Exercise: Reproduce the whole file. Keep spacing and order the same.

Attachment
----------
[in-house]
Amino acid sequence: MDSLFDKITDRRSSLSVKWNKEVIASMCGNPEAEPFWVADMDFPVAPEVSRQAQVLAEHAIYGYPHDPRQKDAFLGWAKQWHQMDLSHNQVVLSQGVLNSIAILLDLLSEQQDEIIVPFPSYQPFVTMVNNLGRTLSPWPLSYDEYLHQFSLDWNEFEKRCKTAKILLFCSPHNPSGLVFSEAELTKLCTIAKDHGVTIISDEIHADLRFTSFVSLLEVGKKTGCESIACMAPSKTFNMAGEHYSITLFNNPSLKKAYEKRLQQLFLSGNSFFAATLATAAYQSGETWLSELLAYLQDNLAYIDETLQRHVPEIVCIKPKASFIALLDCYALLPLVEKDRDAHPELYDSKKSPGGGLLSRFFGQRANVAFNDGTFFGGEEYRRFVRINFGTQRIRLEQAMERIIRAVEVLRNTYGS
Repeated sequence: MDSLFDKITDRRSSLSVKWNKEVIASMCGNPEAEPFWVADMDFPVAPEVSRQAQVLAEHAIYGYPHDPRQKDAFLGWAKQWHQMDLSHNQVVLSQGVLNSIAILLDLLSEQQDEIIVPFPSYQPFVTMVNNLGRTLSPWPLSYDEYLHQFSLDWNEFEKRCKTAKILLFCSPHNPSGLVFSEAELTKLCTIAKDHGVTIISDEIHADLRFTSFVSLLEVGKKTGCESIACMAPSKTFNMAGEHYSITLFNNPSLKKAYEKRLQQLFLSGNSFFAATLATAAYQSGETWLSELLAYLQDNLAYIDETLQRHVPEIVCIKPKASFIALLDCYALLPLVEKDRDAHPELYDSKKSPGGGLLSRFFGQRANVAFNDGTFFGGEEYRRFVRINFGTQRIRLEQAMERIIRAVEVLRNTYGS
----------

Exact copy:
[in-house]
Amino acid sequence: MDSLFDKITDRRSSLSVKWNKEVIASMCGNPEAEPFWVADMDFPVAPEVSRQAQVLAEHAIYGYPHDPRQKDAFLGWAKQWHQMDLSHNQVVLSQGVLNSIAILLDLLSEQQDEIIVPFPSYQPFVTMVNNLGRTLSPWPLSYDEYLHQFSLDWNEFEKRCKTAKILLFCSPHNPSGLVFSEAELTKLCTIAKDHGVTIISDEIHADLRFTSFVSLLEVGKKTGCESIACMAPSKTFNMAGEHYSITLFNNPSLKKAYEKRLQQLFLSGNSFFAATLATAAYQSGETWLSELLAYLQDNLAYIDETLQRHVPEIVCIKPKASFIALLDCYALLPLVEKDRDAHPELYDSKKSPGGGLLSRFFGQRANVAFNDGTFFGGEEYRRFVRINFGTQRIRLEQAMERIIRAVEVLRNTYGS
Repeated sequence: MDSLFDKITDRRSSLSVKWNKEVIASMCGNPEAEPFWVADMDFPVAPEVSRQAQVLAEHAIYGYPHDPRQKDAFLGWAKQWHQMDLSHNQVVLSQGVLNSIAILLDLLSEQQDEIIVPFPSYQPFVTMVNNLGRTLSPWPLSYDEYLHQFSLDWNEFEKRCKTAKILLFCSPHNPSGLVFSEAELTKLCTIAKDHGVTIISDEIHADLRFTSFVSLLEVGKKTGCESIACMAPSKTFNMAGEHYSITLFNNPSLKKAYEKRLQQLFLSGNSFFAATLATAAYQSGETWLSELLAYLQDNLAYIDETLQRHVPEIVCIKPKASFIALLDCYALLPLVEKDRDAHPELYDSKKSPGGGLLSRFFGQRANVAFNDGTFFGGEEYRRFVRINFGTQRIRLEQAMERIIRAVEVLRNTYGS